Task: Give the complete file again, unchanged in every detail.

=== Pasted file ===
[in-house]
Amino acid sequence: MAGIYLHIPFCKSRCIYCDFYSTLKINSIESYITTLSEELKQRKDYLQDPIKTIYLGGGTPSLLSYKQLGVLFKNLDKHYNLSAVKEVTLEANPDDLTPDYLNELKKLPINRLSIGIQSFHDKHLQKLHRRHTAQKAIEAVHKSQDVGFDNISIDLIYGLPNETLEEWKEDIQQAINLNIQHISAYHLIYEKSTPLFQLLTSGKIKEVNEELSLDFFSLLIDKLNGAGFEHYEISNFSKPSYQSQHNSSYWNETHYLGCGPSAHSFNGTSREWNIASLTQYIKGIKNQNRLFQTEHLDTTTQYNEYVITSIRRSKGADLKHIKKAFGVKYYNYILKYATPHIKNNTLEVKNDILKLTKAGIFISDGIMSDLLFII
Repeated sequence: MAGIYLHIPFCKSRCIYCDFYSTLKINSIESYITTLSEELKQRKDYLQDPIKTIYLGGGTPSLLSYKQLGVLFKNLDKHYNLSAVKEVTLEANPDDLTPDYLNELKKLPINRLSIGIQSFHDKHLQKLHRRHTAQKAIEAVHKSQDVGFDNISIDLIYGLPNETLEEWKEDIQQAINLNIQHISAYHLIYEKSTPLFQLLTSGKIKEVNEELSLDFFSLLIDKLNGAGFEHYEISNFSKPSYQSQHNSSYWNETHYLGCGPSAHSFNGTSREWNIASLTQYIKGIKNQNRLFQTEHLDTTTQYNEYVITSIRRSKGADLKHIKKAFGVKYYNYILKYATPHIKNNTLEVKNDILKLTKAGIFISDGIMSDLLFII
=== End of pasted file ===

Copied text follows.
[in-house]
Amino acid sequence: MAGIYLHIPFCKSRCIYCDFYSTLKINSIESYITTLSEELKQRKDYLQDPIKTIYLGGGTPSLLSYKQLGVLFKNLDKHYNLSAVKEVTLEANPDDLTPDYLNELKKLPINRLSIGIQSFHDKHLQKLHRRHTAQKAIEAVHKSQDVGFDNISIDLIYGLPNETLEEWKEDIQQAINLNIQHISAYHLIYEKSTPLFQLLTSGKIKEVNEELSLDFFSLLIDKLNGAGFEHYEISNFSKPSYQSQHNSSYWNETHYLGCGPSAHSFNGTSREWNIASLTQYIKGIKNQNRLFQTEHLDTTTQYNEYVITSIRRSKGADLKHIKKAFGVKYYNYILKYATPHIKNNTLEVKNDILKLTKAGIFISDGIMSDLLFII
Repeated sequence: MAGIYLHIPFCKSRCIYCDFYSTLKINSIESYITTLSEELKQRKDYLQDPIKTIYLGGGTPSLLSYKQLGVLFKNLDKHYNLSAVKEVTLEANPDDLTPDYLNELKKLPINRLSIGIQSFHDKHLQKLHRRHTAQKAIEAVHKSQDVGFDNISIDLIYGLPNETLEEWKEDIQQAINLNIQHISAYHLIYEKSTPLFQLLTSGKIKEVNEELSLDFFSLLIDKLNGAGFEHYEISNFSKPSYQSQHNSSYWNETHYLGCGPSAHSFNGTSREWNIASLTQYIKGIKNQNRLFQTEHLDTTTQYNEYVITSIRRSKGADLKHIKKAFGVKYYNYILKYATPHIKNNTLEVKNDILKLTKAGIFISDGIMSDLLFII